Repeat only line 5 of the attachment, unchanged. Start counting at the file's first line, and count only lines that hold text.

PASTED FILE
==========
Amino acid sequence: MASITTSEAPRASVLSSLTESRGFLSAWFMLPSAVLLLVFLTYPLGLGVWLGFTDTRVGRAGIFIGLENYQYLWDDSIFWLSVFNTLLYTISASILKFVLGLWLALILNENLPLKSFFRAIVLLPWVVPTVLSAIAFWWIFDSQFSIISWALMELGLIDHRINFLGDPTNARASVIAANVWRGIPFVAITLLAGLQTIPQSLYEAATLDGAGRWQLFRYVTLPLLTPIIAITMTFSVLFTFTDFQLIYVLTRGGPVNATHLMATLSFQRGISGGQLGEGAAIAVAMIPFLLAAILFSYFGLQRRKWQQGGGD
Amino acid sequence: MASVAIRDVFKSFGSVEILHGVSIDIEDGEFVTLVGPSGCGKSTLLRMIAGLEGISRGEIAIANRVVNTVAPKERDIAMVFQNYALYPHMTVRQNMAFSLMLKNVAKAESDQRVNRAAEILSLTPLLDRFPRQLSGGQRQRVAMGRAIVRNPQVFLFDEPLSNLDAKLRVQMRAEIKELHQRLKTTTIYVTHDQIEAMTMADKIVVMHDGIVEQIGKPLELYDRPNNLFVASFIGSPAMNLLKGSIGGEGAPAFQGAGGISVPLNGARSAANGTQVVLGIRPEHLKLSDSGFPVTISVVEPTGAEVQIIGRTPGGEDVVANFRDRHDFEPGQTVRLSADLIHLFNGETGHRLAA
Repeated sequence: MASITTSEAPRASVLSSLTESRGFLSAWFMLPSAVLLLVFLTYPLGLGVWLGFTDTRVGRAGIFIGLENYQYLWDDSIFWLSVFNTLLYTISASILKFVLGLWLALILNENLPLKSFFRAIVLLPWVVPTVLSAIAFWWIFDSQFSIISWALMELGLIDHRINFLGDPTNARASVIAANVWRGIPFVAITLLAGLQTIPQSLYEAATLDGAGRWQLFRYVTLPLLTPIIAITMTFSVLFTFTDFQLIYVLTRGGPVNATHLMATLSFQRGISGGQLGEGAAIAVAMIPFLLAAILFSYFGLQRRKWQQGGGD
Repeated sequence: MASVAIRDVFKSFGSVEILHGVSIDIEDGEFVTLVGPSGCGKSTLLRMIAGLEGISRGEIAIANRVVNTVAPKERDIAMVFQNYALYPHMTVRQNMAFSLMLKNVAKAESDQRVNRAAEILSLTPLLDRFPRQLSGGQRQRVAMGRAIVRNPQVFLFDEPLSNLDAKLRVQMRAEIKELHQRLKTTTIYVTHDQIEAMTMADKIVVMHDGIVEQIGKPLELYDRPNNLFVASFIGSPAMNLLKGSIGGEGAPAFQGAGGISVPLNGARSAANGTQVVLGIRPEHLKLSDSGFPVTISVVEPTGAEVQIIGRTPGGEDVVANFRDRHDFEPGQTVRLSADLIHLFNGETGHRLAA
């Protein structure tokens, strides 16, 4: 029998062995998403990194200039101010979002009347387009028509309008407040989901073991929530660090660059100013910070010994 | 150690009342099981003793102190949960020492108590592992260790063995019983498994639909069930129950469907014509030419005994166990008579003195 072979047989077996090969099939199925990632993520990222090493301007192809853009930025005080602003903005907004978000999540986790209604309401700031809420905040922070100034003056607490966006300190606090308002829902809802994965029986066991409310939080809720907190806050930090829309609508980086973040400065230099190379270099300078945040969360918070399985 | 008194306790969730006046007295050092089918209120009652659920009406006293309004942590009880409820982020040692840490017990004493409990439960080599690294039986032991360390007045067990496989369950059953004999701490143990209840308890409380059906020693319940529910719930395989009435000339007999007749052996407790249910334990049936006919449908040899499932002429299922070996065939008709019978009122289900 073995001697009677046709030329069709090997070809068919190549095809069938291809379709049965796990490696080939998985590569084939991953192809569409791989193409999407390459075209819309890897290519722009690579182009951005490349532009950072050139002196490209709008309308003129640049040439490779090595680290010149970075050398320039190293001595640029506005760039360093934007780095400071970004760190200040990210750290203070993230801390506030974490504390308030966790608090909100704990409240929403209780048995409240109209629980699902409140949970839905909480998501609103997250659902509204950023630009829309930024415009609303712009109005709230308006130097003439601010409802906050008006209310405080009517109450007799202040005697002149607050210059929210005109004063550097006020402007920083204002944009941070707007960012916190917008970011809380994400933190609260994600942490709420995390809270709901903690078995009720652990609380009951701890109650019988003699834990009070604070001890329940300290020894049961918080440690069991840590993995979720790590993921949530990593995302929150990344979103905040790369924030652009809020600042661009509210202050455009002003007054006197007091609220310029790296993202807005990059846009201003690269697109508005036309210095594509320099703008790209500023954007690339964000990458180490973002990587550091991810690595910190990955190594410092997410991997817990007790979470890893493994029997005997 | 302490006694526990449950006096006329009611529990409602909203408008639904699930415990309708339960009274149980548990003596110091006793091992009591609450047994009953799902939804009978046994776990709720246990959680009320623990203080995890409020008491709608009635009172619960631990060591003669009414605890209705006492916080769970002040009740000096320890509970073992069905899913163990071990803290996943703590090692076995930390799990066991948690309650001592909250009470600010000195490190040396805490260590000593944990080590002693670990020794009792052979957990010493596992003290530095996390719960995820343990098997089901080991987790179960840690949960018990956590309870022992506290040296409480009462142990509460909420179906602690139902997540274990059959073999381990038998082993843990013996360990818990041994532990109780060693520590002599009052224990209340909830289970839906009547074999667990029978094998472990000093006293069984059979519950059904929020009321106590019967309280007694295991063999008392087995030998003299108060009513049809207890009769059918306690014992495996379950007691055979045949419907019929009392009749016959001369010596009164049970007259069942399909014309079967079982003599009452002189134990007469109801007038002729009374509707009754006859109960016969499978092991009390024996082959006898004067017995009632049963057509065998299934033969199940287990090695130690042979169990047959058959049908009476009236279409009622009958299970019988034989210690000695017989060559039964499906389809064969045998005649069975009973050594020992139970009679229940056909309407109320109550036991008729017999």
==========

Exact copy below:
């Protein structure tokens, strides 16, 4: 029998062995998403990194200039101010979002009347387009028509309008407040989901073991929530660090660059100013910070010994 | 150690009342099981003793102190949960020492108590592992260790063995019983498994639909069930129950469907014509030419005994166990008579003195 072979047989077996090969099939199925990632993520990222090493301007192809853009930025005080602003903005907004978000999540986790209604309401700031809420905040922070100034003056607490966006300190606090308002829902809802994965029986066991409310939080809720907190806050930090829309609508980086973040400065230099190379270099300078945040969360918070399985 | 008194306790969730006046007295050092089918209120009652659920009406006293309004942590009880409820982020040692840490017990004493409990439960080599690294039986032991360390007045067990496989369950059953004999701490143990209840308890409380059906020693319940529910719930395989009435000339007999007749052996407790249910334990049936006919449908040899499932002429299922070996065939008709019978009122289900 073995001697009677046709030329069709090997070809068919190549095809069938291809379709049965796990490696080939998985590569084939991953192809569409791989193409999407390459075209819309890897290519722009690579182009951005490349532009950072050139002196490209709008309308003129640049040439490779090595680290010149970075050398320039190293001595640029506005760039360093934007780095400071970004760190200040990210750290203070993230801390506030974490504390308030966790608090909100704990409240929403209780048995409240109209629980699902409140949970839905909480998501609103997250659902509204950023630009829309930024415009609303712009109005709230308006130097003439601010409802906050008006209310405080009517109450007799202040005697002149607050210059929210005109004063550097006020402007920083204002944009941070707007960012916190917008970011809380994400933190609260994600942490709420995390809270709901903690078995009720652990609380009951701890109650019988003699834990009070604070001890329940300290020894049961918080440690069991840590993995979720790590993921949530990593995302929150990344979103905040790369924030652009809020600042661009509210202050455009002003007054006197007091609220310029790296993202807005990059846009201003690269697109508005036309210095594509320099703008790209500023954007690339964000990458180490973002990587550091991810690595910190990955190594410092997410991997817990007790979470890893493994029997005997 | 302490006694526990449950006096006329009611529990409602909203408008639904699930415990309708339960009274149980548990003596110091006793091992009591609450047994009953799902939804009978046994776990709720246990959680009320623990203080995890409020008491709608009635009172619960631990060591003669009414605890209705006492916080769970002040009740000096320890509970073992069905899913163990071990803290996943703590090692076995930390799990066991948690309650001592909250009470600010000195490190040396805490260590000593944990080590002693670990020794009792052979957990010493596992003290530095996390719960995820343990098997089901080991987790179960840690949960018990956590309870022992506290040296409480009462142990509460909420179906602690139902997540274990059959073999381990038998082993843990013996360990818990041994532990109780060693520590002599009052224990209340909830289970839906009547074999667990029978094998472990000093006293069984059979519950059904929020009321106590019967309280007694295991063999008392087995030998003299108060009513049809207890009769059918306690014992495996379950007691055979045949419907019929009392009749016959001369010596009164049970007259069942399909014309079967079982003599009452002189134990007469109801007038002729009374509707009754006859109960016969499978092991009390024996082959006898004067017995009632049963057509065998299934033969199940287990090695130690042979169990047959058959049908009476009236279409009622009958299970019988034989210690000695017989060559039964499906389809064969045998005649069975009973050594020992139970009679229940056909309407109320109550036991008729017999």